In this small switching power supply, a Schmitt trigger oscillator is used to drive a switching transistor that supplies current to a small inductor. Energy is stored in the inductor while the transistor is on, and released into the load circuit when the transistor switches off. The output voltage is dependent on the load resistance and is limited by a zener diode that stops the oscillator when the voltage reaches about 14 volts. Higher or lower voltages can be obtained by adjusting the voltage divider that feeds the zener diode. The efficiency is about 80% using a high Q inductor.
2 Watt Switching Power Supply
Whistle On - Whistle Off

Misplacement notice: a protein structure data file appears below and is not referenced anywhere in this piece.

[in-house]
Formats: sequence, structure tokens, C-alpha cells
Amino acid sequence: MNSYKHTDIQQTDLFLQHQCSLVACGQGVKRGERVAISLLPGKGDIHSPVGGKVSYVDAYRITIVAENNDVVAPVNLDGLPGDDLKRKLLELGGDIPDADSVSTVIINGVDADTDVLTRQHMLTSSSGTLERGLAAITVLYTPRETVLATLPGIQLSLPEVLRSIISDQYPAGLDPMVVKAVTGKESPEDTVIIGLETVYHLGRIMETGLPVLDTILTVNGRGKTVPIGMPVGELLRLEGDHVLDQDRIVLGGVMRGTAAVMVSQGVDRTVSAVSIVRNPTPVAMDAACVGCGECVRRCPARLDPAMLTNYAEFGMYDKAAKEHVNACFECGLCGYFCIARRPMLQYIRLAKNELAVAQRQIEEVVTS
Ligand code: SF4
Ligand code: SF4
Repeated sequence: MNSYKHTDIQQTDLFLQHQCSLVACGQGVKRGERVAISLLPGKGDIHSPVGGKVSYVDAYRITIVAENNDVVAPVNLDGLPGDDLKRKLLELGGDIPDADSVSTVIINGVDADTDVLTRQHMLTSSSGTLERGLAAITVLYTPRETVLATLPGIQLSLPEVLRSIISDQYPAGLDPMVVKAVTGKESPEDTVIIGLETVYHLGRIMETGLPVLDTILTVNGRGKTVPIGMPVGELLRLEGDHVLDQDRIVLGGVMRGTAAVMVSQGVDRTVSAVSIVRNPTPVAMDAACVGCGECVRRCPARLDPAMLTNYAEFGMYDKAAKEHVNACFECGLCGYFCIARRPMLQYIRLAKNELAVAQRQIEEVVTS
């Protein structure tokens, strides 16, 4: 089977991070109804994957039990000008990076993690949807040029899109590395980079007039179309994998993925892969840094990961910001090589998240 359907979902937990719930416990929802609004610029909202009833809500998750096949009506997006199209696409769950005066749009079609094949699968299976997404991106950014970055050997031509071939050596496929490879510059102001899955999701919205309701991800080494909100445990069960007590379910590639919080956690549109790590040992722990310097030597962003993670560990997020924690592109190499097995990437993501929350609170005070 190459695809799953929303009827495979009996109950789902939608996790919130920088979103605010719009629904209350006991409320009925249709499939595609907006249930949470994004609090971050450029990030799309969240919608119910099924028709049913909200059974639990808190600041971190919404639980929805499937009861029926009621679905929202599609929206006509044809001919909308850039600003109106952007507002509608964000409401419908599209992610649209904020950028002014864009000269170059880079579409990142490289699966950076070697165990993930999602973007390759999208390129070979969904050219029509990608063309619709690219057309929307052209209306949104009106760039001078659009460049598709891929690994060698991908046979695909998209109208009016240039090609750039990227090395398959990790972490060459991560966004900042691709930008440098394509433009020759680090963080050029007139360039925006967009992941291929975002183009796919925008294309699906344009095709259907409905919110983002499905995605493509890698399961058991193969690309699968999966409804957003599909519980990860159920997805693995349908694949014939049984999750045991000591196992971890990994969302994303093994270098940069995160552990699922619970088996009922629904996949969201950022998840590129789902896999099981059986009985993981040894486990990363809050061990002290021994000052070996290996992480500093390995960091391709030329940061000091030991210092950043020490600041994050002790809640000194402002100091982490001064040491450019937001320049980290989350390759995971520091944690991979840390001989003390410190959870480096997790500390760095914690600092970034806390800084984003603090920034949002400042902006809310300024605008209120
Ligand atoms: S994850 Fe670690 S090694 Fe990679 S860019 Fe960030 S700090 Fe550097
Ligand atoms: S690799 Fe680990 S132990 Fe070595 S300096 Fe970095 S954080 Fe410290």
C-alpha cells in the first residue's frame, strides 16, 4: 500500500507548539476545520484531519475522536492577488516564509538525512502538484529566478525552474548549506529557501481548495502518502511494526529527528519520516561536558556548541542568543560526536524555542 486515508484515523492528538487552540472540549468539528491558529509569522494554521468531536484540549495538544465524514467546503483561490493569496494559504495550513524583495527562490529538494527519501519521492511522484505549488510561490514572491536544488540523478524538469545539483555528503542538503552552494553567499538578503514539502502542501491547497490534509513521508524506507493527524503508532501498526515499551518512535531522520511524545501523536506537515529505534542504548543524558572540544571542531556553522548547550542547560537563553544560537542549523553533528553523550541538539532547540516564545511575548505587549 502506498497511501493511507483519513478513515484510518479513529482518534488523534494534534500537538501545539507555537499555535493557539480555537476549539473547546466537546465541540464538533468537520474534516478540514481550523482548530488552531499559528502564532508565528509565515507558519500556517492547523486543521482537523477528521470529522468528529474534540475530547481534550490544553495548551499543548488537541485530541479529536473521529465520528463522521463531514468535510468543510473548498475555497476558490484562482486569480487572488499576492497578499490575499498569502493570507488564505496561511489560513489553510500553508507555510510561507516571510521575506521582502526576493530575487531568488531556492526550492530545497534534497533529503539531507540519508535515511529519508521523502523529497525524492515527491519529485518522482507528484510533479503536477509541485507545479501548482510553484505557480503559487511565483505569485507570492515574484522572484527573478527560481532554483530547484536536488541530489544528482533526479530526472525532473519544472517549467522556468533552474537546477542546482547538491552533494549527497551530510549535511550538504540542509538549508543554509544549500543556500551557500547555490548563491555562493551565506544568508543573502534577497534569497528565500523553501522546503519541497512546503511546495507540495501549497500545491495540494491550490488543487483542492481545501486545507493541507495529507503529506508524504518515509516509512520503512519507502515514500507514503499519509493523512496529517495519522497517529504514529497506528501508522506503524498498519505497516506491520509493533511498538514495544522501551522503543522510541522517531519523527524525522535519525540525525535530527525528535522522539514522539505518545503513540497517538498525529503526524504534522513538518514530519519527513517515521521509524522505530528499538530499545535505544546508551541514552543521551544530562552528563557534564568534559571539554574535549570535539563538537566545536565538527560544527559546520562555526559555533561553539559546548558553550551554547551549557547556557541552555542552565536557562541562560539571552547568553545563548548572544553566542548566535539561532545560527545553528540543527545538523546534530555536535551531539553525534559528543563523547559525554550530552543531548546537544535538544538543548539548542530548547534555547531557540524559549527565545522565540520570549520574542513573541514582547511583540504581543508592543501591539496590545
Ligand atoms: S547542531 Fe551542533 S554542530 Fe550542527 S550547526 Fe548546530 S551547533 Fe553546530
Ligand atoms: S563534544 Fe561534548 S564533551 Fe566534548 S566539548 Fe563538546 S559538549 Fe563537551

This is an extension of the CMOS toggle flip flop circuit shown in the "Circuits controlling relays" section with the addition of two bandpass filters and condenser microphone so the relay can be toggled by whistling at it. The condender mic used is a PC board mount Radio Shack #270-090C. The filters are tuned to about 1700 Hz, or the third Ab above middle C on a piano keyboard which is a fairly easy note for me to whistle. Resistor values for the filter can be computed using the three formulas below but we need to assume a gain and Q factor for the filter and the Q of the circuit must be greater than the square root of (Gain/2). The microphone produces only a couple millivolts so the overall gain needs to be around 4000 or around 65 for each filter. The Q or quality factor is the ratio of the center frequency to the bandwidth (-3dB points) and was chosen to be 8 which is greater than 5.7 which is the minimum value for a gain of 65. Both capacitor values need to be the same for easy computation of the resistor values and were chosen to be 0.01uF which is a common value and usable at audio frequencies. From those assumptions, the resistor values can be worked out from the following formulas.